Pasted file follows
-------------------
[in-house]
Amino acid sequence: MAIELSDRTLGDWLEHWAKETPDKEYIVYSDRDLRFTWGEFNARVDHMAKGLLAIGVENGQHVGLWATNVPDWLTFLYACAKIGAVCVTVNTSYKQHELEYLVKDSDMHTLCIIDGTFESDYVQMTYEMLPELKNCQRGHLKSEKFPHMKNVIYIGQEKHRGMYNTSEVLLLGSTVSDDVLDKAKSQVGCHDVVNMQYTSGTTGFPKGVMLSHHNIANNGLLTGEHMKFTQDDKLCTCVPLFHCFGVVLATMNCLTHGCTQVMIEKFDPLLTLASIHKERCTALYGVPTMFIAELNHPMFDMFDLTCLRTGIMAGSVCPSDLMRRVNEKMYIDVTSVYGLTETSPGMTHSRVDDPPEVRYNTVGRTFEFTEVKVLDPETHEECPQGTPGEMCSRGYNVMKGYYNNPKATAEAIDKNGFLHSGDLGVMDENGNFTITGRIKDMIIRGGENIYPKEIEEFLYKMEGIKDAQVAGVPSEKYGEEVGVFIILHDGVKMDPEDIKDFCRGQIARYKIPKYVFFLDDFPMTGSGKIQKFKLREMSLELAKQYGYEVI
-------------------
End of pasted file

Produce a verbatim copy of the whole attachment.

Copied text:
[in-house]
Amino acid sequence: MAIELSDRTLGDWLEHWAKETPDKEYIVYSDRDLRFTWGEFNARVDHMAKGLLAIGVENGQHVGLWATNVPDWLTFLYACAKIGAVCVTVNTSYKQHELEYLVKDSDMHTLCIIDGTFESDYVQMTYEMLPELKNCQRGHLKSEKFPHMKNVIYIGQEKHRGMYNTSEVLLLGSTVSDDVLDKAKSQVGCHDVVNMQYTSGTTGFPKGVMLSHHNIANNGLLTGEHMKFTQDDKLCTCVPLFHCFGVVLATMNCLTHGCTQVMIEKFDPLLTLASIHKERCTALYGVPTMFIAELNHPMFDMFDLTCLRTGIMAGSVCPSDLMRRVNEKMYIDVTSVYGLTETSPGMTHSRVDDPPEVRYNTVGRTFEFTEVKVLDPETHEECPQGTPGEMCSRGYNVMKGYYNNPKATAEAIDKNGFLHSGDLGVMDENGNFTITGRIKDMIIRGGENIYPKEIEEFLYKMEGIKDAQVAGVPSEKYGEEVGVFIILHDGVKMDPEDIKDFCRGQIARYKIPKYVFFLDDFPMTGSGKIQKFKLREMSLELAKQYGYEVI